A Comparison Study of Growth Factor Expression following Treatment with Transcutaneous Electrical Nerve Stimulation, Saline Solution, Povidone-Iodine, and Lavender Oil in Wounds Healing

Kutlu A. K. , Cecen D., Gurgen S. G. , Sayin O., Cetin F.

EVIDENCE-BASED COMPLEMENTARY AND ALTERNATIVE MEDICINE, 2013 (Peer-Reviewed Journal) identifier identifier identifier

  • Publication Type: Article / Article
  • Publication Date: 2013
  • Doi Number: 10.1155/2013/361832
  • Journal Indexes: Science Citation Index Expanded, Scopus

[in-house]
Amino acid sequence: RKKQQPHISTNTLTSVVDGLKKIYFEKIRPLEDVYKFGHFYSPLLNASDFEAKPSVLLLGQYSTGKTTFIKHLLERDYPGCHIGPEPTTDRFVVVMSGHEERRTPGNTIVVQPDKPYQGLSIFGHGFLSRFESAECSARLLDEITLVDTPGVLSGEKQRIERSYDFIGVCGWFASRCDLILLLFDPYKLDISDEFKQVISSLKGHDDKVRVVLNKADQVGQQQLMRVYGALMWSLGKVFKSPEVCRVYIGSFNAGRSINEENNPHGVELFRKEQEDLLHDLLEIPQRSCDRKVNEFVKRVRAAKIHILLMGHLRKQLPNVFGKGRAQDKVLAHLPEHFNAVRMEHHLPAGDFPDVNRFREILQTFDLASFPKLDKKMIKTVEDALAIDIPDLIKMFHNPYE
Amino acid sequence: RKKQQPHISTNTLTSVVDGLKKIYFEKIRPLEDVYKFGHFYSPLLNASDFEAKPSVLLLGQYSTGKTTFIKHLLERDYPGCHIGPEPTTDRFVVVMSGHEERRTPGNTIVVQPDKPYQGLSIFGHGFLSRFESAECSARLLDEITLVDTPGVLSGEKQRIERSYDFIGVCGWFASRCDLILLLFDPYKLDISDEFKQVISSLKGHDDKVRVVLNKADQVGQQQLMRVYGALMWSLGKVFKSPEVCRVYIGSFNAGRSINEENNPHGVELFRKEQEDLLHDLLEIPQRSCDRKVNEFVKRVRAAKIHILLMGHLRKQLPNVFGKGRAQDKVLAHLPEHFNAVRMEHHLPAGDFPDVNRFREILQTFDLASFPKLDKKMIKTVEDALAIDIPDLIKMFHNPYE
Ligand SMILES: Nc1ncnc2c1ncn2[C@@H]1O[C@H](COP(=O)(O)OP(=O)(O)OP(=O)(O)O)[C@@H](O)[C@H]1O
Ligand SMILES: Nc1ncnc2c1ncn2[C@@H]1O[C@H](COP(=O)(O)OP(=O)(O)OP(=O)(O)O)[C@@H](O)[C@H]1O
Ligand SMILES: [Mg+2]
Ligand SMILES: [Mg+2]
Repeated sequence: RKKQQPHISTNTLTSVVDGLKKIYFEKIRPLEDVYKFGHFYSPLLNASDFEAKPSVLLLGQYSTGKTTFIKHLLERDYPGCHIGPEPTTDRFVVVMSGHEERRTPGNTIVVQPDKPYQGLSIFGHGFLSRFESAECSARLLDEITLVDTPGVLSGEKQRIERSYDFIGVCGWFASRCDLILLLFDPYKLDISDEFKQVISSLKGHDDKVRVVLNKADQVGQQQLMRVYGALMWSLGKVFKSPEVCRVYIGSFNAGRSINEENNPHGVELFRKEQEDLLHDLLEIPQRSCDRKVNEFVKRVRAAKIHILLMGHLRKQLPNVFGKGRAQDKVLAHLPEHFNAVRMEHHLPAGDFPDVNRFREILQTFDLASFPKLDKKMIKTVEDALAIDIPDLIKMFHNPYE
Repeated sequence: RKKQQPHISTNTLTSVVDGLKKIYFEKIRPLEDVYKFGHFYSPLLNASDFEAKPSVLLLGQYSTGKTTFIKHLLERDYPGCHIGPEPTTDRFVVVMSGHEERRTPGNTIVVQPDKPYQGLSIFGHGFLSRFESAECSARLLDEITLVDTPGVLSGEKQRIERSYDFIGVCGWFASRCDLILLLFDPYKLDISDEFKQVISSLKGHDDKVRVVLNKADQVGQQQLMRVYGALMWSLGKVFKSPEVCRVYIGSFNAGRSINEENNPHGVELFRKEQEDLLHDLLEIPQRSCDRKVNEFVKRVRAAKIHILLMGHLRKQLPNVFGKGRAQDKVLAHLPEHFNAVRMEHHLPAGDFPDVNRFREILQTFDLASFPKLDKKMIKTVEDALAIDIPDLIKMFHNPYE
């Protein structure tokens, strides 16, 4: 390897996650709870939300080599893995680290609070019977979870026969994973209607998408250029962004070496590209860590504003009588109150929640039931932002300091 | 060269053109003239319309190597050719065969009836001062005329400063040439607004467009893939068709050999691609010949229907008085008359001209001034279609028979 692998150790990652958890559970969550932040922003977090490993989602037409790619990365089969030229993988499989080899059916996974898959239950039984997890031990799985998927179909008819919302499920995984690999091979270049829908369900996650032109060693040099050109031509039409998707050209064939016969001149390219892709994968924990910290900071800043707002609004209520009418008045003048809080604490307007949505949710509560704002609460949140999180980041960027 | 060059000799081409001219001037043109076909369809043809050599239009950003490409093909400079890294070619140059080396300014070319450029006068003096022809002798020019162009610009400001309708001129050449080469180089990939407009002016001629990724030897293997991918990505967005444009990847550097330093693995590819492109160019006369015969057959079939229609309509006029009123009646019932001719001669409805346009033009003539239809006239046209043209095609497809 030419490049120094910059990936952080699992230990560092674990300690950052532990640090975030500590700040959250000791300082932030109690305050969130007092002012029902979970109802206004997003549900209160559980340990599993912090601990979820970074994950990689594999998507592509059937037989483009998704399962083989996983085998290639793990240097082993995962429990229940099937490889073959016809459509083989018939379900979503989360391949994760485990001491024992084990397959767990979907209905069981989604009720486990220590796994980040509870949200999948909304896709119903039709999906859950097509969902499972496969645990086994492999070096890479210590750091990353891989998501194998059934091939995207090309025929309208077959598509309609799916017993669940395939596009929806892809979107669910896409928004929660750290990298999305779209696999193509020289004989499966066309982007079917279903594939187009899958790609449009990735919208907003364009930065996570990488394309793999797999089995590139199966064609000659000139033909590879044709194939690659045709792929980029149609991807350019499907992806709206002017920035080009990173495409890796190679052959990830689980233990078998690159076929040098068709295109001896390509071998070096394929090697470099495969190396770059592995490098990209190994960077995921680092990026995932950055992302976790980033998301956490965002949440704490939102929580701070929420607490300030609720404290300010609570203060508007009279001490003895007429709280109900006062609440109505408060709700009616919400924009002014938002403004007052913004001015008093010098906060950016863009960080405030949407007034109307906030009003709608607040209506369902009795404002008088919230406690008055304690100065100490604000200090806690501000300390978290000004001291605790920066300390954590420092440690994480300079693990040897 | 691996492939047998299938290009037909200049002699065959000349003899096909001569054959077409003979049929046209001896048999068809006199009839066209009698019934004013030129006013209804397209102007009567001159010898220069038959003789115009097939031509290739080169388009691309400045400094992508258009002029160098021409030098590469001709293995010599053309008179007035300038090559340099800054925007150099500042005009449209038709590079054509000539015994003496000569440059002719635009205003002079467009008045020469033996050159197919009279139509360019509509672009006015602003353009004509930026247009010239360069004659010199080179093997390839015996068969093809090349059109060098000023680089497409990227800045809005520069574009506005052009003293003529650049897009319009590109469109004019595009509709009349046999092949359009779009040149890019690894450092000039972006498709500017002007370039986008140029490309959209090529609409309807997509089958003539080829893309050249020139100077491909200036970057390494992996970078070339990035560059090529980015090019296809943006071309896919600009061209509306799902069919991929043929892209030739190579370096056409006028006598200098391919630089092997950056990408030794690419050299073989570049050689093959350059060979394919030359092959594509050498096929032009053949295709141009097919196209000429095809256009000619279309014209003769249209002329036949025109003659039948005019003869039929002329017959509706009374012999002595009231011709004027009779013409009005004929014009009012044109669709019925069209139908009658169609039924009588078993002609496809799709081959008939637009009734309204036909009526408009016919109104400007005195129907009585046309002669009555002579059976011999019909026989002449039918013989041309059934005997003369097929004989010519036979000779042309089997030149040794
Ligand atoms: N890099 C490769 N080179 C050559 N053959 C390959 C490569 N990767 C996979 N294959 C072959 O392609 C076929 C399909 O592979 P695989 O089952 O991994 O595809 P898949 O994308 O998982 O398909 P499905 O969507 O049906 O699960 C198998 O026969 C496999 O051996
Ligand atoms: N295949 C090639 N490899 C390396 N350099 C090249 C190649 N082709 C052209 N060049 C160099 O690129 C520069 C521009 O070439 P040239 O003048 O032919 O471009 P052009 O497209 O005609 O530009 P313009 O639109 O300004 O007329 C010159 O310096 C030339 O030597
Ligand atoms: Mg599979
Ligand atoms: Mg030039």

This study compared the effects of transcutaneous electrical nerve stimulation (TENS), saline solution (SS), povidone-iodine (PI), and lavender oil (Lavandula angustifolia) through expression of growth factors in a rat model of wound healing. Six experimental groups were established, each containing 8 rats: a healthy group with no incision wounds, an incision-control group, an incision and TENS group, an incision and SS group, an incision and PI group, and an incision and lavender oil group. Experiments continued for 5 days, after which the skin in the excision area was removed. Tissue concentrations of epidermal growth factor (EGF) and platelet-derived growth factor (PDGF)-A were measured using enzyme-linked immunosorbent assay (ELISA). Tissue expressions of EGF, PDGF-A, and fibroblast growth factor (FGF)-2 were determined using immunohistochemistry. Wound closure progressed more rapidly in the TENS and lavender oil groups than in the control and other study groups. In particular, PDGF-A expressions in the dermis and EGF expression in the epidermis were significantly intense in the TENS group (p < 0.05). In addition, ELISA levels of growth factors such as PDGF-A and EGF were significantly higher in TENS group compared to the control group (p < 0.05). These immunohistochemical and ELISA results suggest that TENS may improve wound healing through increasing growth factors in the dermis and epidermis more than other topical applications.